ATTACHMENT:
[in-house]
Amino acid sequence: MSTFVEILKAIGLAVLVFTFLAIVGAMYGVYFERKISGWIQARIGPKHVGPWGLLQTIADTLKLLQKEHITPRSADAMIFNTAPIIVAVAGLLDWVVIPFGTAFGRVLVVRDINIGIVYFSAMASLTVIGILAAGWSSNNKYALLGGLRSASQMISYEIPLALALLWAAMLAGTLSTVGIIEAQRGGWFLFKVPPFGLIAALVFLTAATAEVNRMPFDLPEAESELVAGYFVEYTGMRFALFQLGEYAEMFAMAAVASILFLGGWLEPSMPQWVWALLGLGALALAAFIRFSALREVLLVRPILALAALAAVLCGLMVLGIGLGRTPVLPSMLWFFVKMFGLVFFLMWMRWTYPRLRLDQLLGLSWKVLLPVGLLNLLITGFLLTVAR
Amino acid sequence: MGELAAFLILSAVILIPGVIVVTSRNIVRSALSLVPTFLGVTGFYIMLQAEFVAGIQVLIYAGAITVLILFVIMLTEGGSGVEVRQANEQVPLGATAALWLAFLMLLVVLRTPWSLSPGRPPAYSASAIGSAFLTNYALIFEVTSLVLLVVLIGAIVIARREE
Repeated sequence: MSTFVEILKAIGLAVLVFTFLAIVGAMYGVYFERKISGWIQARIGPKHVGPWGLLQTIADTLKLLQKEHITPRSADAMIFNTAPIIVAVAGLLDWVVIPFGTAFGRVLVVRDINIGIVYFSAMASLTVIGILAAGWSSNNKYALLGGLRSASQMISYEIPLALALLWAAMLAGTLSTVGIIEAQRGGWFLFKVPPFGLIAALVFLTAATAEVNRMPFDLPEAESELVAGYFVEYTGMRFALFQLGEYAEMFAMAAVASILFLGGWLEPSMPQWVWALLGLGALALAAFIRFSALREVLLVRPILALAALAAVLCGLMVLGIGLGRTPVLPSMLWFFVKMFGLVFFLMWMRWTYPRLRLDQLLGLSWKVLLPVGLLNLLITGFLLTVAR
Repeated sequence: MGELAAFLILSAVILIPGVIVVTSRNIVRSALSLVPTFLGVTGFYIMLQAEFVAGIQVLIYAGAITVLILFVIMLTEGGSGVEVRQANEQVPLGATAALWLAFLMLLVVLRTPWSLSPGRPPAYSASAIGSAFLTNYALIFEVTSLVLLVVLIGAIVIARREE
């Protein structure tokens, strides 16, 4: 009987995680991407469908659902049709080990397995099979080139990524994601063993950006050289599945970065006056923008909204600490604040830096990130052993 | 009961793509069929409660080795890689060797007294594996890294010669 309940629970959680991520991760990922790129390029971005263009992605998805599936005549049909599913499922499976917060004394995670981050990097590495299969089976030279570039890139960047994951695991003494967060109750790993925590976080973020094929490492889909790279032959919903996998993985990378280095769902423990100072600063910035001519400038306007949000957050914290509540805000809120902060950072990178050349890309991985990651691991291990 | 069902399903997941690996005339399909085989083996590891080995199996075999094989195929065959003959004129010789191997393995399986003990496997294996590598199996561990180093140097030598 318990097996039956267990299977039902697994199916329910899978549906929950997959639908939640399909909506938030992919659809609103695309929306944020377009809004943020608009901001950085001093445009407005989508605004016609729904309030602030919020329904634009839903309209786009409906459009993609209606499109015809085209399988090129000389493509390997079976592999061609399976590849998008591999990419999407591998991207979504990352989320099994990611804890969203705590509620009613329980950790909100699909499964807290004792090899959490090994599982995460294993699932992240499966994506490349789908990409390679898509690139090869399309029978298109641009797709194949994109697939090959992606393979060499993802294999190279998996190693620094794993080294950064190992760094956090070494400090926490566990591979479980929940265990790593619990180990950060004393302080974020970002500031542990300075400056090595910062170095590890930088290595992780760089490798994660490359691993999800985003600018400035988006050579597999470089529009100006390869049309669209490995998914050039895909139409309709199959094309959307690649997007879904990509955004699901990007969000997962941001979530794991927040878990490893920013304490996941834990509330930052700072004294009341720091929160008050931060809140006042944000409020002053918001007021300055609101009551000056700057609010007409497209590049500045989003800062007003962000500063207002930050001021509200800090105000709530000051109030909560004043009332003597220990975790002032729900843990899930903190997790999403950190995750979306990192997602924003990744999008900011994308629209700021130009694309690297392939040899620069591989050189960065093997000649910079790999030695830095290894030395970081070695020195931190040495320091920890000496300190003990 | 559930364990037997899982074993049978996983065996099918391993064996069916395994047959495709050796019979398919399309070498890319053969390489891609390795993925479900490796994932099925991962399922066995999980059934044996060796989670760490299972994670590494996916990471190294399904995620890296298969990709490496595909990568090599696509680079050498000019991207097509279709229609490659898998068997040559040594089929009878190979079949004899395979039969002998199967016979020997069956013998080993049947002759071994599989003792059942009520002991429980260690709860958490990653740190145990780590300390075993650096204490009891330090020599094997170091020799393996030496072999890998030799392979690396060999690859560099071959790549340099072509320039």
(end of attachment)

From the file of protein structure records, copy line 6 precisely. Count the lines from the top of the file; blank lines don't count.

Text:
């Protein structure tokens, strides 16, 4: 009987995680991407469908659902049709080990397995099979080139990524994601063993950006050289599945970065006056923008909204600490604040830096990130052993 | 009961793509069929409660080795890689060797007294594996890294010669 309940629970959680991520991760990922790129390029971005263009992605998805599936005549049909599913499922499976917060004394995670981050990097590495299969089976030279570039890139960047994951695991003494967060109750790993925590976080973020094929490492889909790279032959919903996998993985990378280095769902423990100072600063910035001519400038306007949000957050914290509540805000809120902060950072990178050349890309991985990651691991291990 | 069902399903997941690996005339399909085989083996590891080995199996075999094989195929065959003959004129010789191997393995399986003990496997294996590598199996561990180093140097030598 318990097996039956267990299977039902697994199916329910899978549906929950997959639908939640399909909506938030992919659809609103695309929306944020377009809004943020608009901001950085001093445009407005989508605004016609729904309030602030919020329904634009839903309209786009409906459009993609209606499109015809085209399988090129000389493509390997079976592999061609399976590849998008591999990419999407591998991207979504990352989320099994990611804890969203705590509620009613329980950790909100699909499964807290004792090899959490090994599982995460294993699932992240499966994506490349789908990409390679898509690139090869399309029978298109641009797709194949994109697939090959992606393979060499993802294999190279998996190693620094794993080294950064190992760094956090070494400090926490566990591979479980929940265990790593619990180990950060004393302080974020970002500031542990300075400056090595910062170095590890930088290595992780760089490798994660490359691993999800985003600018400035988006050579597999470089529009100006390869049309669209490995998914050039895909139409309709199959094309959307690649997007879904990509955004699901990007969000997962941001979530794991927040878990490893920013304490996941834990509330930052700072004294009341720091929160008050931060809140006042944000409020002053918001007021300055609101009551000056700057609010007409497209590049500045989003800062007003962000500063207002930050001021509200800090105000709530000051109030909560004043009332003597220990975790002032729900843990899930903190997790999403950190995750979306990192997602924003990744999008900011994308629209700021130009694309690297392939040899620069591989050189960065093997000649910079790999030695830095290894030395970081070695020195931190040495320091920890000496300190003990 | 559930364990037997899982074993049978996983065996099918391993064996069916395994047959495709050796019979398919399309070498890319053969390489891609390795993925479900490796994932099925991962399922066995999980059934044996060796989670760490299972994670590494996916990471190294399904995620890296298969990709490496595909990568090599696509680079050498000019991207097509279709229609490659898998068997040559040594089929009878190979079949004899395979039969002998199967016979020997069956013998080993049947002759071994599989003792059942009520002991429980260690709860958490990653740190145990780590300390075993650096204490009891330090020599094997170091020799393996030496072999890998030799392979690396060999690859560099071959790549340099072509320039």